Victim of war – Climate Weekly

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Ukrainian soldiers pictured at the International Peacekeeping and Security Centre, in Yavoriv, Ukraine in 2018 (Photo: U.S. Army National Guard/Army Pfc. Andrea Torres)


As the world watched in horror, Russian troops invaded Ukraine, a democratic and sovereign nation. The multilateral system on which global cooperation for climate action depends was shaken to its core. 

With bombs falling on the capital Kyiv, protecting peoples’ lives is the most pressing issue. But climate action is fast becoming another casualty of president Vladimir Putin’s belligerence.

“Until [Putin’s] regime falls,” there cannot be climate action, said Olha Boiko, a coordinator for the Climate Action Network in Ukraine, who was woken up by explosions yesterday before fleeing Kyiv on a train west.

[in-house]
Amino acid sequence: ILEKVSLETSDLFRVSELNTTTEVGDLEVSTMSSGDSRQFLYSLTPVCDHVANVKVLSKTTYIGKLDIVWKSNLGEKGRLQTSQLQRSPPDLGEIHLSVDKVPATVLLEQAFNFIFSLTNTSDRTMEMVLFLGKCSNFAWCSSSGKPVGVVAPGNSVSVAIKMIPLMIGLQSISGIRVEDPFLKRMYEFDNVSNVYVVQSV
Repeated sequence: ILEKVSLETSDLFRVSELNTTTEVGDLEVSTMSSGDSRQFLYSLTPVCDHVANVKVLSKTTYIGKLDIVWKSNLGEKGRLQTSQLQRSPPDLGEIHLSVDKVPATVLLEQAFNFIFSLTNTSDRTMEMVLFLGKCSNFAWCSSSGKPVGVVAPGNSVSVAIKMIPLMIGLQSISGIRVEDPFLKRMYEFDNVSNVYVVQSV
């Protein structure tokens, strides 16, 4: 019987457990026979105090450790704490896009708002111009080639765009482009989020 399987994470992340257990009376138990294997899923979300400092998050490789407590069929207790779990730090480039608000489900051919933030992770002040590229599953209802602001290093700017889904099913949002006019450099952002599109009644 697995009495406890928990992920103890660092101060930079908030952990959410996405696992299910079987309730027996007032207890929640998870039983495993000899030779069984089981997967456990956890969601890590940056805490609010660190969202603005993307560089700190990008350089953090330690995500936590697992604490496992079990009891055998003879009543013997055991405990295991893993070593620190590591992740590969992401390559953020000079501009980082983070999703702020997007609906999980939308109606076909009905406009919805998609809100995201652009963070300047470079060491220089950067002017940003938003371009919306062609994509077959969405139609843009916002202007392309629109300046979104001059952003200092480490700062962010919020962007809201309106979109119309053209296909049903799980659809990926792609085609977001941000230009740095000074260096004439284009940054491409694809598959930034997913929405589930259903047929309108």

Policymakers, scientists and campaigners in Ukraine have been pulled away from their life’s work. “I guess it’s not relevant now,” one energy sector worker told us of his efforts to attract green investment into the country.

Europe’s compulsion to end its dependence on Russian gas might accelerate the continent’s decarbonisation efforts and spur energy efficiency and renewable roll out. But that won’t happen overnight. Meanwhile, Russia’s oil and gas exports are replenishing the Kremlin’s coffers.

On the eve of the publication of a major IPCC scientific report on climate impacts and the limits of our adaptive capacities, the war risks world leaders losing focus from the urgent need to drive down emissions and mobilise finance for developing countries.

With all eyes on Ukraine, the US has been pushing back against the term “losses and damages” being used in the report’s summary.

And the crisis has already taken its toll on Ukrainian scientists, which have had to leave the report’s approval session taking place online, amid artillery shells exploding.

The report is expected to set out the scale of the transformation needed to confront the climate crisis. It will come as a stark reminder that climate change knows no border. The question is, will the world pay attention?

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